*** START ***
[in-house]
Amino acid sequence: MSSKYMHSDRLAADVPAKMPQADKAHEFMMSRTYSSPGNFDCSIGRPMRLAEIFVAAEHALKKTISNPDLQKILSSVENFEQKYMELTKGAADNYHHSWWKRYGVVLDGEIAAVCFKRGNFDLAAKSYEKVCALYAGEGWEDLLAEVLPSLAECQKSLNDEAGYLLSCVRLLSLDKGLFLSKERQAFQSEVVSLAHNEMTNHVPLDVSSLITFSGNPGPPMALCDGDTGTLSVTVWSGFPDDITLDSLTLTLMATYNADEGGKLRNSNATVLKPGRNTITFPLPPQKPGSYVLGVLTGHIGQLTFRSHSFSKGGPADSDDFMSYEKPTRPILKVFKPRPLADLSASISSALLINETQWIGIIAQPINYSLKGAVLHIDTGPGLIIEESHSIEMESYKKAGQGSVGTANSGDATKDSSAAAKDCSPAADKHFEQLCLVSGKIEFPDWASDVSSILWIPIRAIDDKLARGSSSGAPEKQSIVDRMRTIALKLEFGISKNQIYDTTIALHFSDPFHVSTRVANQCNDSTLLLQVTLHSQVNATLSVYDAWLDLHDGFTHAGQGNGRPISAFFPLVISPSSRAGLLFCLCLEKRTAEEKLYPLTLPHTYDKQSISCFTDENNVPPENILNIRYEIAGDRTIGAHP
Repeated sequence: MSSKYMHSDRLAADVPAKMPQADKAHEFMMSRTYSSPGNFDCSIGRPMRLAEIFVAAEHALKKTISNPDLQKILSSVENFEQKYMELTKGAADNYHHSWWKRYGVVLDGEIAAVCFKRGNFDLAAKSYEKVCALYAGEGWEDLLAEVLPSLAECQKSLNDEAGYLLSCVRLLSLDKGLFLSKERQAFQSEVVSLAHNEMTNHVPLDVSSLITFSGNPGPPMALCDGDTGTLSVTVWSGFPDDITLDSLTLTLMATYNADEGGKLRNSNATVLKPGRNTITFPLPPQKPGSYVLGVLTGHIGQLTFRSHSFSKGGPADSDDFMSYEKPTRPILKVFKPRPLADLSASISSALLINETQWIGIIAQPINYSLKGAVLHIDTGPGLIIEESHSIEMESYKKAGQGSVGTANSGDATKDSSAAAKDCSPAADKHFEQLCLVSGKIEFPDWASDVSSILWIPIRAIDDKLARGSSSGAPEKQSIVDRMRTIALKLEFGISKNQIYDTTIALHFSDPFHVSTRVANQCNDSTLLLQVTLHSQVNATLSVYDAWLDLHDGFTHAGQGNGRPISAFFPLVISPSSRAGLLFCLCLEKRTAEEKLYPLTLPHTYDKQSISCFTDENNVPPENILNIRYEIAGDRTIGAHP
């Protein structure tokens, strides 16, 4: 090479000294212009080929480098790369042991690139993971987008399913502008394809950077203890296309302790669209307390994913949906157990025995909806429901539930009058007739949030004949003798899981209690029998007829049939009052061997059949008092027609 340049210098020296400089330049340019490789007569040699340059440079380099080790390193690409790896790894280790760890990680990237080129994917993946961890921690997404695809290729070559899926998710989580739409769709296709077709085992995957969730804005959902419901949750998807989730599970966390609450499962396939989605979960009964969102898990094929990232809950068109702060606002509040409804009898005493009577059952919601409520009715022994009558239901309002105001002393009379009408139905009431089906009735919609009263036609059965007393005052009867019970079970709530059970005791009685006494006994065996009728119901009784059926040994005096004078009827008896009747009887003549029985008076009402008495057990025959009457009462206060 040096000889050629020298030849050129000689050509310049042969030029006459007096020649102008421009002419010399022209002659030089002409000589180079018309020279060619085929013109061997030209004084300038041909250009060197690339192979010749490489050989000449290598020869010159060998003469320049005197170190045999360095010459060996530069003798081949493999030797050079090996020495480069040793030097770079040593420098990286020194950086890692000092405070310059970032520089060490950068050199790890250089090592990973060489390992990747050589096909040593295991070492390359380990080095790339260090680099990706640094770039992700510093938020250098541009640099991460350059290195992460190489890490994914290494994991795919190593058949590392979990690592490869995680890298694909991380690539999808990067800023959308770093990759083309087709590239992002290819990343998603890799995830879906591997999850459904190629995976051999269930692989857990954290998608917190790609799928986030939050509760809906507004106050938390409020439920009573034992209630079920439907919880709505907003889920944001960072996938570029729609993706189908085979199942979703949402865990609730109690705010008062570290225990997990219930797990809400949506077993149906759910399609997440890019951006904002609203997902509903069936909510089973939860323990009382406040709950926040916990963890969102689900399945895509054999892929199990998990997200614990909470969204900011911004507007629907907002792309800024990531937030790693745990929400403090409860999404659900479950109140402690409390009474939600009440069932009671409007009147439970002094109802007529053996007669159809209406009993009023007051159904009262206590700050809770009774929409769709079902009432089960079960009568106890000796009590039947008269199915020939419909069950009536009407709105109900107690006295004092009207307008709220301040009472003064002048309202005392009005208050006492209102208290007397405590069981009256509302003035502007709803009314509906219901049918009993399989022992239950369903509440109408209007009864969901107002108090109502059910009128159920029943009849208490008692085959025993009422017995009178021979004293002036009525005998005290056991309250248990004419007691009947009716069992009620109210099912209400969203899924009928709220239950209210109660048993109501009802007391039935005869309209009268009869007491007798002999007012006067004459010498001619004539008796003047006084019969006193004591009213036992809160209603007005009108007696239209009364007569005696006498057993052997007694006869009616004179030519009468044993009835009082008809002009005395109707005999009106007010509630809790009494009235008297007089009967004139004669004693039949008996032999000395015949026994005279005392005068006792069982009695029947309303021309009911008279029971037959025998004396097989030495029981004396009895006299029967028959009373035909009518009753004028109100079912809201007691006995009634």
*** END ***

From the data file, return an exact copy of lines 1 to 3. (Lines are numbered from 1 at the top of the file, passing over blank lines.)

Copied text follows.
[in-house]
Amino acid sequence: MSSKYMHSDRLAADVPAKMPQADKAHEFMMSRTYSSPGNFDCSIGRPMRLAEIFVAAEHALKKTISNPDLQKILSSVENFEQKYMELTKGAADNYHHSWWKRYGVVLDGEIAAVCFKRGNFDLAAKSYEKVCALYAGEGWEDLLAEVLPSLAECQKSLNDEAGYLLSCVRLLSLDKGLFLSKERQAFQSEVVSLAHNEMTNHVPLDVSSLITFSGNPGPPMALCDGDTGTLSVTVWSGFPDDITLDSLTLTLMATYNADEGGKLRNSNATVLKPGRNTITFPLPPQKPGSYVLGVLTGHIGQLTFRSHSFSKGGPADSDDFMSYEKPTRPILKVFKPRPLADLSASISSALLINETQWIGIIAQPINYSLKGAVLHIDTGPGLIIEESHSIEMESYKKAGQGSVGTANSGDATKDSSAAAKDCSPAADKHFEQLCLVSGKIEFPDWASDVSSILWIPIRAIDDKLARGSSSGAPEKQSIVDRMRTIALKLEFGISKNQIYDTTIALHFSDPFHVSTRVANQCNDSTLLLQVTLHSQVNATLSVYDAWLDLHDGFTHAGQGNGRPISAFFPLVISPSSRAGLLFCLCLEKRTAEEKLYPLTLPHTYDKQSISCFTDENNVPPENILNIRYEIAGDRTIGAHP
Repeated sequence: MSSKYMHSDRLAADVPAKMPQADKAHEFMMSRTYSSPGNFDCSIGRPMRLAEIFVAAEHALKKTISNPDLQKILSSVENFEQKYMELTKGAADNYHHSWWKRYGVVLDGEIAAVCFKRGNFDLAAKSYEKVCALYAGEGWEDLLAEVLPSLAECQKSLNDEAGYLLSCVRLLSLDKGLFLSKERQAFQSEVVSLAHNEMTNHVPLDVSSLITFSGNPGPPMALCDGDTGTLSVTVWSGFPDDITLDSLTLTLMATYNADEGGKLRNSNATVLKPGRNTITFPLPPQKPGSYVLGVLTGHIGQLTFRSHSFSKGGPADSDDFMSYEKPTRPILKVFKPRPLADLSASISSALLINETQWIGIIAQPINYSLKGAVLHIDTGPGLIIEESHSIEMESYKKAGQGSVGTANSGDATKDSSAAAKDCSPAADKHFEQLCLVSGKIEFPDWASDVSSILWIPIRAIDDKLARGSSSGAPEKQSIVDRMRTIALKLEFGISKNQIYDTTIALHFSDPFHVSTRVANQCNDSTLLLQVTLHSQVNATLSVYDAWLDLHDGFTHAGQGNGRPISAFFPLVISPSSRAGLLFCLCLEKRTAEEKLYPLTLPHTYDKQSISCFTDENNVPPENILNIRYEIAGDRTIGAHP